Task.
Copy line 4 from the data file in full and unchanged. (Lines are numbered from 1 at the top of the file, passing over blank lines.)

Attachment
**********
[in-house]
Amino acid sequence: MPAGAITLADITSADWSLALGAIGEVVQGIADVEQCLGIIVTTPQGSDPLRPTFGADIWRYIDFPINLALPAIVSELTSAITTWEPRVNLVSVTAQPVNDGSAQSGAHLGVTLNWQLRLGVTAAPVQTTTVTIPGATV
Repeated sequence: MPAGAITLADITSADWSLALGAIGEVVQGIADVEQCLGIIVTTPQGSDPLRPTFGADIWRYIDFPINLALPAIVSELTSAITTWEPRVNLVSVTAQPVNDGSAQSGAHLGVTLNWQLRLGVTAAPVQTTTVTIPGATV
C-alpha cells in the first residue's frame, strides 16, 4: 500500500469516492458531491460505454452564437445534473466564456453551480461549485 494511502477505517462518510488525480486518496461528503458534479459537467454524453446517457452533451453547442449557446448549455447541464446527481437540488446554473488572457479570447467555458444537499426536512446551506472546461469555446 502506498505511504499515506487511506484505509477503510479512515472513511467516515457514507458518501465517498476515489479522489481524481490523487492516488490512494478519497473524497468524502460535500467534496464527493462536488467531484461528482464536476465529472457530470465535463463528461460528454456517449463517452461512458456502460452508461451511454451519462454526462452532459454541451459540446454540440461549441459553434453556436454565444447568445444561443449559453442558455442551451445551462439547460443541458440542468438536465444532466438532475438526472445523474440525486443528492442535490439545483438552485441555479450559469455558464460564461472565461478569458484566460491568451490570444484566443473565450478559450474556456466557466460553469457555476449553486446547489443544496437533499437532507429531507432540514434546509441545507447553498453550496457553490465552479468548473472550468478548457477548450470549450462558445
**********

C-alpha cells in the first residue's frame, strides 16, 4: 500500500469516492458531491460505454452564437445534473466564456453551480461549485 494511502477505517462518510488525480486518496461528503458534479459537467454524453446517457452533451453547442449557446448549455447541464446527481437540488446554473488572457479570447467555458444537499426536512446551506472546461469555446 502506498505511504499515506487511506484505509477503510479512515472513511467516515457514507458518501465517498476515489479522489481524481490523487492516488490512494478519497473524497468524502460535500467534496464527493462536488467531484461528482464536476465529472457530470465535463463528461460528454456517449463517452461512458456502460452508461451511454451519462454526462452532459454541451459540446454540440461549441459553434453556436454565444447568445444561443449559453442558455442551451445551462439547460443541458440542468438536465444532466438532475438526472445523474440525486443528492442535490439545483438552485441555479450559469455558464460564461472565461478569458484566460491568451490570444484566443473565450478559450474556456466557466460553469457555476449553486446547489443544496437533499437532507429531507432540514434546509441545507447553498453550496457553490465552479468548473472550468478548457477548450470549450462558445